HP Keeps Lead, but Acer, Asus, Toshiba Surprise

HP again led U.S. and worldwide PC shipments during the first quarter of 2010, but it was Asian brands that surprised. Asus joined the worldwide top 5 for the first time, and since Q109, Lenovo grew 59.2 percent worldwide, while Toshiba shipments increased by 50 percent in the United States.

Hewlett-Packard once again led U.S. and worldwide PC shipments in the first quarter of 2010, but it was the performance of a number of Asian OEMs that called for attention.

While HP, Acer and Dell remained the top three market-share holders, Lenovo and Toshiba each posted significant growth, and Asus, for the first time, broke into the top five.
On April 14 research firms Gartner and IDC posted preliminary PC shipment results for the quarter, which surpassed expectations. According to Gartner, shipments totaled 84.3 million units - an increase of 27.4 percent, versus the 22 percent Gartner predicted.
"These first quarter results indicate that the professional PC market is gradually picking up, driven by PC replacements in mature markets," Mikako Kitagawa, a principal analyst with Gartner, said in a statement.
"With relatively positive macro economic outlook, business demand was more forthcoming. Major PC replacement demand driven by Windows 7 will become more apparent in the second half of 2010 and the beginning of 2011," Kitagawa continued.
Since Microsoft's Oct. 2009 release of Windows 7, PC manufacturers have been waiting to enjoy a major refresh of older systems, but given the global economy, enterprises were slower to react than first hoped.
Leader HP shipped 15.3 million units worldwide, for a market share of 18.2 percent. Not far behind, with 14.2 percent of the market, was Acer, which shipped 12 million units and showed 54.3 percent year-on-year growth, to HP's 19.9 percent.
A third-place Dell, also in double-digit market share, at 12.1 percent, shipped 10.2 million units and achieved its first 20-percent-plus year-on-year growth in two years. Financial services firm Raymond James, consequently, raised its F1Q10 revenue and non-GAAP EPS estimates for Dell from $14.3 billion and $0.28 to $14.8 billion and $0.29, respectively.
Behind Dell came Lenovo, with shipments of 7 million units and year-on-year growth of 59.2 percent, followed by Asus, with 4.65 million units and - tying Asus for fifth position - Toshiba, with shipments of 4.62 million units and an equal 5.5 percent of the market.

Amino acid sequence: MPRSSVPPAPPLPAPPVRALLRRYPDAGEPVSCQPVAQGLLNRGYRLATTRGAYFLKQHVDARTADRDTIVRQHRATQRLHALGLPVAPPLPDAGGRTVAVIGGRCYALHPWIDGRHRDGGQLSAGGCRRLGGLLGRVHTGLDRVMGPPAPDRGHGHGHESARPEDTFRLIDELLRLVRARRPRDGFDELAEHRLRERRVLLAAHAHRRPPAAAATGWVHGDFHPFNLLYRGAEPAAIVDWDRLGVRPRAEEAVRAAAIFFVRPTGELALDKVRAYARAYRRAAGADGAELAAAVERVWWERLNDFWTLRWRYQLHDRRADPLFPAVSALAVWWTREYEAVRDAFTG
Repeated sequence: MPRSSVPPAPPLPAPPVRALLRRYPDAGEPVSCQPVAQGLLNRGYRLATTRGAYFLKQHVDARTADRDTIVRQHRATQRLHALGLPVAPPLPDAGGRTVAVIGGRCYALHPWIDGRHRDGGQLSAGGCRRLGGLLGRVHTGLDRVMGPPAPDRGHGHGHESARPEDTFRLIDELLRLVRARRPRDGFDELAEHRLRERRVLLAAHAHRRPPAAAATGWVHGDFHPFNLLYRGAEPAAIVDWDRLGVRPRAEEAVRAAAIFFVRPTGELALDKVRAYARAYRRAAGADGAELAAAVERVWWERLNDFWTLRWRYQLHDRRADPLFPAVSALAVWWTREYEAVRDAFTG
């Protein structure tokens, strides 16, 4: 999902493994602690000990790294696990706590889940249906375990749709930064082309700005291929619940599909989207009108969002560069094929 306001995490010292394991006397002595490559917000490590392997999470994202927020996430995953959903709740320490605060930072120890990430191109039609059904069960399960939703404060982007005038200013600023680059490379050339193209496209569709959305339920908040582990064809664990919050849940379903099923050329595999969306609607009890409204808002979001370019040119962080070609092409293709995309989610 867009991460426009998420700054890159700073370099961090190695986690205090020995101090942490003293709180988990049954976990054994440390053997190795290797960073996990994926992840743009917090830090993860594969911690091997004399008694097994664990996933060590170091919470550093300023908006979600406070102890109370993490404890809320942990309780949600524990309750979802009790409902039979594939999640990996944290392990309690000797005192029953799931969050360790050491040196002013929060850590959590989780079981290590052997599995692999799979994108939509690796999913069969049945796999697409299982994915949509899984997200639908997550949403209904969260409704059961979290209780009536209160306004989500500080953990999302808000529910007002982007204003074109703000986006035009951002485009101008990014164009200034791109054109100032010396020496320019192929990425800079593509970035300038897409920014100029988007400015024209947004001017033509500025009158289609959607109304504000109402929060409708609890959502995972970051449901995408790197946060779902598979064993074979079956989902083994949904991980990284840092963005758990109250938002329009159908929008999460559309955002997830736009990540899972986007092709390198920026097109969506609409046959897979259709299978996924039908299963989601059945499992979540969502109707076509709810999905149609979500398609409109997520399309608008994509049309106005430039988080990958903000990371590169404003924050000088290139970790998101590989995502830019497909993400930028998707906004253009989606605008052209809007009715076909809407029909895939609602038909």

The quarter marked the first time in the top 5 worldwide ranking for Asus, which posted a shipment increase of 114.8 percent, driven by strong netbook sales.
In the U.S., HP topped the board again, with 25 percent of the market and shipments of 4.4 million units. Second place went to Dell, which shipped 4.1 million units, capturing a notable 23.4 percent of the market.
Third-place Acer shipped 2.7 million units in the U.S. and fourth-place Toshiba shipped 1.5 million - representing a 50 percent growth from a year earlier for both Acer and Toshiba.
Apple, with shipments of 1.4 million units, finished fifth in the United States, with 8 percent market share.
While Europe, the Middle East and Africa led the recovery, growing 24.8 percent during the quarter, according to Gartner, the United States and Latin America were "slightly lower than what we had expected," said Kitagawa.
IDC detailed that Japan saw yearly growth of 16.6 percent, partly resulting from poor conditions a year earlier, while Asia/Pacific, excluding Japan, saw 33 percent growth over the year.
"The commercial gains are a cornerstone of the market rebound that we've been expecting and are now seeing in the data," said Loren Loverde, vice president of IDC Worldwide Trackers.
"Despite continued strengthening of commercial demand and solid consumer and emerging market results, year-on-year growth is likely to slow in coming quarters as year-ago comparisons get more difficult. This is part of an expected recovery trend that should include strong second quarter performance and lift growth for the year to 15 percent or higher," Loverde added.